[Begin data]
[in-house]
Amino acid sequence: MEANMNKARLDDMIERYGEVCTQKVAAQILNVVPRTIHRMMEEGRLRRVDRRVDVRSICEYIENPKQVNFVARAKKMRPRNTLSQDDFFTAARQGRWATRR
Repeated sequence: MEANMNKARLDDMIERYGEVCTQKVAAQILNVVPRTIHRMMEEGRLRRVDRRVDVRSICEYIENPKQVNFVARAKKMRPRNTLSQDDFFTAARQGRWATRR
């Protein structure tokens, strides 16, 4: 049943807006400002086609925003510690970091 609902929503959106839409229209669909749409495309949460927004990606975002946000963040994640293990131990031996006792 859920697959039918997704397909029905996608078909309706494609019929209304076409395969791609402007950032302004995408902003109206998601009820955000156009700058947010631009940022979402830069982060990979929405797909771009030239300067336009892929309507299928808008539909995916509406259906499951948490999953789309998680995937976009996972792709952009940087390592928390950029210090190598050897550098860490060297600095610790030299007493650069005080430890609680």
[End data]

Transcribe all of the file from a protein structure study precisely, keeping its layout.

[in-house]
Amino acid sequence: MEANMNKARLDDMIERYGEVCTQKVAAQILNVVPRTIHRMMEEGRLRRVDRRVDVRSICEYIENPKQVNFVARAKKMRPRNTLSQDDFFTAARQGRWATRR
Repeated sequence: MEANMNKARLDDMIERYGEVCTQKVAAQILNVVPRTIHRMMEEGRLRRVDRRVDVRSICEYIENPKQVNFVARAKKMRPRNTLSQDDFFTAARQGRWATRR
């Protein structure tokens, strides 16, 4: 049943807006400002086609925003510690970091 609902929503959106839409229209669909749409495309949460927004990606975002946000963040994640293990131990031996006792 859920697959039918997704397909029905996608078909309706494609019929209304076409395969791609402007950032302004995408902003109206998601009820955000156009700058947010631009940022979402830069982060990979929405797909771009030239300067336009892929309507299928808008539909995916509406259906499951948490999953789309998680995937976009996972792709952009940087390592928390950029210090190598050897550098860490060297600095610790030299007493650069005080430890609680």